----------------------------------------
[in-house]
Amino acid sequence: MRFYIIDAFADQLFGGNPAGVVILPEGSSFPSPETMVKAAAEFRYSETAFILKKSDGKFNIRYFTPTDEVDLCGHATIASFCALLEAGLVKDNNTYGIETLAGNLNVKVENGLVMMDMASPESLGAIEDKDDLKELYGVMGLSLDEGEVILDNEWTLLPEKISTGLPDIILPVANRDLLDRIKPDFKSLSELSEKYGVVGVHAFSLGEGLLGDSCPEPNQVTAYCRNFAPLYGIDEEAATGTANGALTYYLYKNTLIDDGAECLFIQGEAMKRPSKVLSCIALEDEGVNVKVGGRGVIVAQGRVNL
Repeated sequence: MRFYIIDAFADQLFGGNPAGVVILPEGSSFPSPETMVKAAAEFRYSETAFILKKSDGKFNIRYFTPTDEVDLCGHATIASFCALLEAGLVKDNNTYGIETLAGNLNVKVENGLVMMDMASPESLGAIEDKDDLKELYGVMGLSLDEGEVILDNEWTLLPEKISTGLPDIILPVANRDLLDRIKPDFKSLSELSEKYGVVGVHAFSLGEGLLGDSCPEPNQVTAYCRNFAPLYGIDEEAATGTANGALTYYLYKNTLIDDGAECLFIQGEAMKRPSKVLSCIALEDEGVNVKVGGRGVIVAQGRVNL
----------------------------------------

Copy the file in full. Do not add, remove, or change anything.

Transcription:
[in-house]
Amino acid sequence: MRFYIIDAFADQLFGGNPAGVVILPEGSSFPSPETMVKAAAEFRYSETAFILKKSDGKFNIRYFTPTDEVDLCGHATIASFCALLEAGLVKDNNTYGIETLAGNLNVKVENGLVMMDMASPESLGAIEDKDDLKELYGVMGLSLDEGEVILDNEWTLLPEKISTGLPDIILPVANRDLLDRIKPDFKSLSELSEKYGVVGVHAFSLGEGLLGDSCPEPNQVTAYCRNFAPLYGIDEEAATGTANGALTYYLYKNTLIDDGAECLFIQGEAMKRPSKVLSCIALEDEGVNVKVGGRGVIVAQGRVNL
Repeated sequence: MRFYIIDAFADQLFGGNPAGVVILPEGSSFPSPETMVKAAAEFRYSETAFILKKSDGKFNIRYFTPTDEVDLCGHATIASFCALLEAGLVKDNNTYGIETLAGNLNVKVENGLVMMDMASPESLGAIEDKDDLKELYGVMGLSLDEGEVILDNEWTLLPEKISTGLPDIILPVANRDLLDRIKPDFKSLSELSEKYGVVGVHAFSLGEGLLGDSCPEPNQVTAYCRNFAPLYGIDEEAATGTANGALTYYLYKNTLIDDGAECLFIQGEAMKRPSKVLSCIALEDEGVNVKVGGRGVIVAQGRVNL